THE FACULTY INSIGHTS

March 2018

LEADERSHIP UNDER FIRE

Described as the two off-field architects of the Tigers' meteoric comeback and 2017 premiership victory, Richmond President Peggy O'Neal and CEO Brendon Gale have an incredible tale to share of how the club rocketed from 13th on the AFL ladder to win the flag the following year. The dynamic partners will join CPO Forum delegates in Melbourne on Tuesday 1st May to discuss the winning formula that created the right conditions - both on and off the field - to usher in the club's first premiership in 37 years.

Today, we interviewed Brendon Gale to find out more about the pressure he faced in the lead-up to the 2017 premiership, and discover his views on how to maintain effective and authentic leadership under fire. 

Brendon, in 2016, you and Peggy famously stayed firm and stuck to your plan despite heavy pressure from nearly every quarter to change your strategy and remove key club personnel. What were the main factors that led you to have faith in your plan and your people, despite external criticism?

The faith that we had in our existing plan wasn’t “blind faith” – we recognised some tinkering was required at the margin and we went ahead and made those changes. Equally, we recognised we had played finals in three of the previous four years, so we were not the basket-case some wanted to suggest. Perspective was important.

We also had - and still have - people of great character and commitment at our club – nobody more so than our coach. He recognised some change was needed and he embraced it.

What advice do you have for leaders facing criticism for decisions they’ve made? 

My first piece of advice would be to remember that you understand the reasons behind your decisions better than anyone else. Secondly, it's vital to communicate and be as transparent as possible with key stakeholders to promote understanding. And lastly, in our business we need to remember the emotional connection attached to performance. Criticism is ultimately coming from the right place; so while you respect it, don’t let it cloud decision-making.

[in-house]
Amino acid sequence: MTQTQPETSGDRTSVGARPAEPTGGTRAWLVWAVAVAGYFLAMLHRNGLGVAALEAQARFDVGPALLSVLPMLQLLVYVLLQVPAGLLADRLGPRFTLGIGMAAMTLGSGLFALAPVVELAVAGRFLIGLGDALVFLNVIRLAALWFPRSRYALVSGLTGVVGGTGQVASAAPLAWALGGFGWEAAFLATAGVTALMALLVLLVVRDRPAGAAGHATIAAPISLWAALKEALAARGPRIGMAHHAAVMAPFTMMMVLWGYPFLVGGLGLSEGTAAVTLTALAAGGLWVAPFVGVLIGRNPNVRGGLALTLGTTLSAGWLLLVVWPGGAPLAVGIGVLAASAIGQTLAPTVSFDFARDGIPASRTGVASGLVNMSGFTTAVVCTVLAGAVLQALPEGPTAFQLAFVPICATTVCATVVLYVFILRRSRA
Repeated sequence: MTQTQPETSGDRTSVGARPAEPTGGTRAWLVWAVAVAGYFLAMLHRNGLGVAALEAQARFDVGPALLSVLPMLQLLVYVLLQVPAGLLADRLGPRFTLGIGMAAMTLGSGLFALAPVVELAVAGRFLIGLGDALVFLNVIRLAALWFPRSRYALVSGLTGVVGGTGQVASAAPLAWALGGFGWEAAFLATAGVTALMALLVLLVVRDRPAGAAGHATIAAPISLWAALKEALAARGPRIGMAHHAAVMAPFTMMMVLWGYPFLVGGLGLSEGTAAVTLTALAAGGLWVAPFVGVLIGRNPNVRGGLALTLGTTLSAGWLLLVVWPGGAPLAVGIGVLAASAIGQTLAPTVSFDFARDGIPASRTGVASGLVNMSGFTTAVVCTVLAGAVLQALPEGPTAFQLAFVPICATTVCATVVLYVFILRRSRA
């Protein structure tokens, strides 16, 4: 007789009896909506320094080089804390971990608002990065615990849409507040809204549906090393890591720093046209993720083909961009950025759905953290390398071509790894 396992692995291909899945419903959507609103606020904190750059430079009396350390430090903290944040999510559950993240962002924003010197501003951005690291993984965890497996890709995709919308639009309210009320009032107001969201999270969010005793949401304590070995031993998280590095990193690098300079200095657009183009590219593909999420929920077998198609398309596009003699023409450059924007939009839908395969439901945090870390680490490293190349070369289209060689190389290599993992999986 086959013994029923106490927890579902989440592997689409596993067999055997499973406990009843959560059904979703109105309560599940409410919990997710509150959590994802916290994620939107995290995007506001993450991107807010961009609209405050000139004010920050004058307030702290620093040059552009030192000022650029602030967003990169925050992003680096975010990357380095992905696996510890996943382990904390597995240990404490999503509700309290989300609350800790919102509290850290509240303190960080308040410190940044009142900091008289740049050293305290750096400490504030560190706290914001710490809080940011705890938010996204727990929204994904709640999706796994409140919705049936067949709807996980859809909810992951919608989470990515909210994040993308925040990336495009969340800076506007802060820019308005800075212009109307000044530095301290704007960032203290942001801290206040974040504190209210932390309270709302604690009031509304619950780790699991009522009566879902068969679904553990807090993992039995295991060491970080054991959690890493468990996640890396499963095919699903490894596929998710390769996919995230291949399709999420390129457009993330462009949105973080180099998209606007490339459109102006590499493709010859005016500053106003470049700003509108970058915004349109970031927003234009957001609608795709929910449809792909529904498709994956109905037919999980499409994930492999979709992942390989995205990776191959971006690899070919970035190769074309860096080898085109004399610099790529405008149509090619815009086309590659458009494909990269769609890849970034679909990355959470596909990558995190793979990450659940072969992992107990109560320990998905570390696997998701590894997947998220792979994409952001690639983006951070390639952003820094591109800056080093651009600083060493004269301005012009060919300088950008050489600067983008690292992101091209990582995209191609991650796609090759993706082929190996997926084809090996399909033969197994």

What are the main elements of ‘authentic leadership’, and how did the players respond to this new leadership style when you introduced it in 2016?

Trust is at the core of leadership – you won’t follow what you don’t trust. The most critical element to building trust is being yourself. It's the cornerstone of authenticity, but it requires honesty. It can be confronting but ultimately it says to people 'I care about you and the role you play at our club'.

Richmond’s 2017 victory was a vindication of the decisions you both made in 2016 – what do you believe would have happened if Richmond had a poor showing last year in 2017?

I can honestly say it’s not something that was ever contemplated. But, if it had happened, we would have controlled what we can control, and identified areas for improvement and addressed them - just as we do at the end of every season.

What advice do you have for lifting the motivation of a discouraged team?

Re-state the vision of the club and how every employee plays a role in achieving it. Be positive! Find the positives and share them. Find humour. Have fun. We take our job seriously, as we should, but we shouldn’t take ourselves too seriously.

As a former player, do you think it’s easier to influence a team culture as a player, or from your position as CEO?

I think it’s irrelevant - you don’t influence based on what you did as a player; you influence through a shared vision and a shared commitment to seeing it through.

Visit http://www.thefacultycpoforum.com.au to reserve your seat at The Faculty's 11th Annual CPO Forum on 1-2 May 2018.